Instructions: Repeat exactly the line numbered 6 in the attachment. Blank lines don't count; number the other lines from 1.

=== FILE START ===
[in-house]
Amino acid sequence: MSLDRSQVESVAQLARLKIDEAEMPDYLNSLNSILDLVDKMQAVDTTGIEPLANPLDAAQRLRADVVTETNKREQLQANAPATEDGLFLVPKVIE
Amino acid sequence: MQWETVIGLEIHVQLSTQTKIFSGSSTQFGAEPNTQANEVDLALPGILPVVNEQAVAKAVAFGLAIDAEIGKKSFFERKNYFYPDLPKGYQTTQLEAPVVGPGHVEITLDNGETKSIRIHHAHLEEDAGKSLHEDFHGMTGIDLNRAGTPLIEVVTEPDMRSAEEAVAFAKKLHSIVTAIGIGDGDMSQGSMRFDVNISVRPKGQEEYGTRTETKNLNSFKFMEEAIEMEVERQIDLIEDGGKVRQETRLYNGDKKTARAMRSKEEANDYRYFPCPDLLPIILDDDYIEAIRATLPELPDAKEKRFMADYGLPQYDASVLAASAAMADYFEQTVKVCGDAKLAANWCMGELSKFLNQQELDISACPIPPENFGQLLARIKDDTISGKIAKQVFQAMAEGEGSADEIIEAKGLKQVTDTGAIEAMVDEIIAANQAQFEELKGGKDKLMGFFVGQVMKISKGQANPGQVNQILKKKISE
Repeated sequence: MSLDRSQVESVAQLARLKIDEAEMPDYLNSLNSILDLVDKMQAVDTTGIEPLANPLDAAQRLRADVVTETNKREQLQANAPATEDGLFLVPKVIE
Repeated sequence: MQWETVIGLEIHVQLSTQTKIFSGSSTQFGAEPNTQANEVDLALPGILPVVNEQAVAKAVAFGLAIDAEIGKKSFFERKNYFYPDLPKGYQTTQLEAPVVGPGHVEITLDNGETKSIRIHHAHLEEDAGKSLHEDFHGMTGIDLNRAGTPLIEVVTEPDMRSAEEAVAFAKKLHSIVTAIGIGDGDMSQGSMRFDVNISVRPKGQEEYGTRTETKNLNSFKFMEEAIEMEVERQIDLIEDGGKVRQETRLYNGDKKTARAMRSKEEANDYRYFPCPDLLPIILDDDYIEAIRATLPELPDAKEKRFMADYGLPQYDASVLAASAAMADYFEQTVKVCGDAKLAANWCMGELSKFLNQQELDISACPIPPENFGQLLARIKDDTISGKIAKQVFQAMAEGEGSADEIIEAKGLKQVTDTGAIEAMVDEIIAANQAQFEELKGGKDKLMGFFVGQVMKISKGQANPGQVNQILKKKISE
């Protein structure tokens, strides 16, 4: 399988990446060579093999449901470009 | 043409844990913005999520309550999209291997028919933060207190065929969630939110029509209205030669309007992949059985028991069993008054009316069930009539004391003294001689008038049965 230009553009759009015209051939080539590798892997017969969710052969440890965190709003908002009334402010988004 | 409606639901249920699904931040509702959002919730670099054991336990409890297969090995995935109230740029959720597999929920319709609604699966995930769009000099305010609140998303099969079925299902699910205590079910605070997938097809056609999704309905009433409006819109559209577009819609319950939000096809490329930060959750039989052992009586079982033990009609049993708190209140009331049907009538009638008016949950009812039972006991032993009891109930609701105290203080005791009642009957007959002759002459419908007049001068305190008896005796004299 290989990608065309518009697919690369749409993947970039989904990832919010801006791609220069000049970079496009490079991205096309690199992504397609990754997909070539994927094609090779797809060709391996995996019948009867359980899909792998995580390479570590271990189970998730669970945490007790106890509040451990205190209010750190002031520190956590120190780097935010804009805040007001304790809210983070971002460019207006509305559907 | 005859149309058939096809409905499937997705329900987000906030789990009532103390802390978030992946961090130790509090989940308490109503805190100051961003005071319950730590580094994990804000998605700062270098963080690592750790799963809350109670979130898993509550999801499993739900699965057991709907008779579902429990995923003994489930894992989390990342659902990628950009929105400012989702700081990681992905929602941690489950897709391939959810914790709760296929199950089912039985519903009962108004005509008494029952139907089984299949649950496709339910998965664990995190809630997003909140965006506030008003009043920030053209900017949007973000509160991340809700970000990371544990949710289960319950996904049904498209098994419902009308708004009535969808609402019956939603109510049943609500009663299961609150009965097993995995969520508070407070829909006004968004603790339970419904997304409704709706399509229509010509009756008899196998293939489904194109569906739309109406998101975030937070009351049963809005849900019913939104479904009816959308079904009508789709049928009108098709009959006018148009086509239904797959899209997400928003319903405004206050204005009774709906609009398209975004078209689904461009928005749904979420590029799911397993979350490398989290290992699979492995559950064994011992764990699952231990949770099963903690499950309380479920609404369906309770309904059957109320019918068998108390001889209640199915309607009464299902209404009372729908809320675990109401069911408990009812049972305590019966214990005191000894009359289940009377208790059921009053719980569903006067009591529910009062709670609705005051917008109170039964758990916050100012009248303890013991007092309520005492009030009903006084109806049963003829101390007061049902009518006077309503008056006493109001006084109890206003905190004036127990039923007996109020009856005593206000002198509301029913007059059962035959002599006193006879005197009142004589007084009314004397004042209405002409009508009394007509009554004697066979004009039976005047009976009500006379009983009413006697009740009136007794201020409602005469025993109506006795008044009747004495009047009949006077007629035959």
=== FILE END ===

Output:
């Protein structure tokens, strides 16, 4: 399988990446060579093999449901470009 | 043409844990913005999520309550999209291997028919933060207190065929969630939110029509209205030669309007992949059985028991069993008054009316069930009539004391003294001689008038049965 230009553009759009015209051939080539590798892997017969969710052969440890965190709003908002009334402010988004 | 409606639901249920699904931040509702959002919730670099054991336990409890297969090995995935109230740029959720597999929920319709609604699966995930769009000099305010609140998303099969079925299902699910205590079910605070997938097809056609999704309905009433409006819109559209577009819609319950939000096809490329930060959750039989052992009586079982033990009609049993708190209140009331049907009538009638008016949950009812039972006991032993009891109930609701105290203080005791009642009957007959002759002459419908007049001068305190008896005796004299 290989990608065309518009697919690369749409993947970039989904990832919010801006791609220069000049970079496009490079991205096309690199992504397609990754997909070539994927094609090779797809060709391996995996019948009867359980899909792998995580390479570590271990189970998730669970945490007790106890509040451990205190209010750190002031520190956590120190780097935010804009805040007001304790809210983070971002460019207006509305559907 | 005859149309058939096809409905499937997705329900987000906030789990009532103390802390978030992946961090130790509090989940308490109503805190100051961003005071319950730590580094994990804000998605700062270098963080690592750790799963809350109670979130898993509550999801499993739900699965057991709907008779579902429990995923003994489930894992989390990342659902990628950009929105400012989702700081990681992905929602941690489950897709391939959810914790709760296929199950089912039985519903009962108004005509008494029952139907089984299949649950496709339910998965664990995190809630997003909140965006506030008003009043920030053209900017949007973000509160991340809700970000990371544990949710289960319950996904049904498209098994419902009308708004009535969808609402019956939603109510049943609500009663299961609150009965097993995995969520508070407070829909006004968004603790339970419904997304409704709706399509229509010509009756008899196998293939489904194109569906739309109406998101975030937070009351049963809005849900019913939104479904009816959308079904009508789709049928009108098709009959006018148009086509239904797959899209997400928003319903405004206050204005009774709906609009398209975004078209689904461009928005749904979420590029799911397993979350490398989290290992699979492995559950064994011992764990699952231990949770099963903690499950309380479920609404369906309770309904059957109320019918068998108390001889209640199915309607009464299902209404009372729908809320675990109401069911408990009812049972305590019966214990005191000894009359289940009377208790059921009053719980569903006067009591529910009062709670609705005051917008109170039964758990916050100012009248303890013991007092309520005492009030009903006084109806049963003829101390007061049902009518006077309503008056006493109001006084109890206003905190004036127990039923007996109020009856005593206000002198509301029913007059059962035959002599006193006879005197009142004589007084009314004397004042209405002409009508009394007509009554004697066979004009039976005047009976009500006379009983009413006697009740009136007794201020409602005469025993109506006795008044009747004495009047009949006077007629035959």